National Dialogue on Air Quality

Strong connection between high pollution levels and COVID-19

Panelists for the "National Dialogue on Air Quality and its impact on Public health.” (Photo: Frida Madanat/Jordan News)
AMMAN — Air pollution is a leading cause of death worldwide, with seven million people dying each year due to the low quality of air they breathe, especially indoor air.  More worrisome, studies conducted worldwide by the World Health Organization (WHO) point to a strong connection between air pollution and COVID-19: the higher the level of pollution, the higher the number of COVID-19 cases and deaths.اضافة اعلان

A “national dialogue on air quality and its impact on public health” convened on Tuesday under the patronage of HRH Princess Sumaya Bint El–Hassan, president of the Royal Scientific Society (RSS), who presented a keynote address, delivered on her behalf by Rafat Assi, Executive Director of Sustainable Solutions Sector.

Princess Sumaya urged stakeholders to work together to draft and enforce legislation on monitoring, assessing, and improving the quality of ambient and indoor air.

The national dialogue, jointly organized by Urban95, The RSS and Bernard Van Leer Foundation aimed to share experience on how to preserve the quality of air, a right humanity should enjoy, with expert panelists from the ministries of environment, health and public works and housing, the Greater Amman Municipality and the World Health Organization’s Regional Center for Environmental Health Action.

Topics covered ways to monitor, assess and improve air quality, challenges and prospects, urban planning and design, with a focus on solutions for better air quality.

The panelists were in accord about the findings of the recent international studies suggesting the connection between pollution and COVID-19; especially in the Middle East region, which is surrounded by deserts that blow sand and dust into urban areas, increasing the risk of viruses being transmitted via aerosols.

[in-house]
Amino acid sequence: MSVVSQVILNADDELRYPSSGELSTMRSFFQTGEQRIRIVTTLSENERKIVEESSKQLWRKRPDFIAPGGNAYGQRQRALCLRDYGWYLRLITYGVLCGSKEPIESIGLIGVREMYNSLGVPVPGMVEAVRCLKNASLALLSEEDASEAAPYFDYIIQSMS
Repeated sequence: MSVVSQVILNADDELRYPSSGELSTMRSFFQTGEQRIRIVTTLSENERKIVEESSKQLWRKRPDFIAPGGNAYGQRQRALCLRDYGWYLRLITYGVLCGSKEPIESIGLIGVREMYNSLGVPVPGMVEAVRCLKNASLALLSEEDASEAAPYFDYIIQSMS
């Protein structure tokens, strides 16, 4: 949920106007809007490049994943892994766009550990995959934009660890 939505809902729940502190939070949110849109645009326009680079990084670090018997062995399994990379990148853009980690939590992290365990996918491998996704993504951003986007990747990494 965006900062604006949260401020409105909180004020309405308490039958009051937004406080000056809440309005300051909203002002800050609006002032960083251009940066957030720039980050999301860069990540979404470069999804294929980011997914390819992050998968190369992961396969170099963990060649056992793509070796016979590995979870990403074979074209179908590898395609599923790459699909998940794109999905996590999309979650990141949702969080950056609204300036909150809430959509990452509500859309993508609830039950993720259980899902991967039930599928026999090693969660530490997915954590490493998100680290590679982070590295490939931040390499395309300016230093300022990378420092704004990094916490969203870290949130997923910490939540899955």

The meeting highlighted the need to secure the basic human right to breathe clean air, particularly so in the case of babies and children, who have no control over the quality of air they are surrounded by.  One study conducted in India, known for its high level of pollution, found that an Indian baby in New Delhi inhales pollutants equivalent to 15 cigarettes per day.   

Indoor air is as important to be monitored and assessed, said the panelists, as children and their caregivers spend most of their time indoors, where there are many contaminants that could affect the air quality, like building construction materials, painting or coatings, gas stoves, cleaning solvents, detergents and indoor smoking. Lack of proper ventilation further downgrades the quality of air.

The Urban 95 Convening’s focus this year is “Clean Air” to strengthen government action in support of babies, toddlers and those who care for them, especially the most vulnerable.  The Global Urban95 network includes leaders in government, academia, civil society and business working on a broad range of urban issues such as planning, public space, mobility, health and nature.

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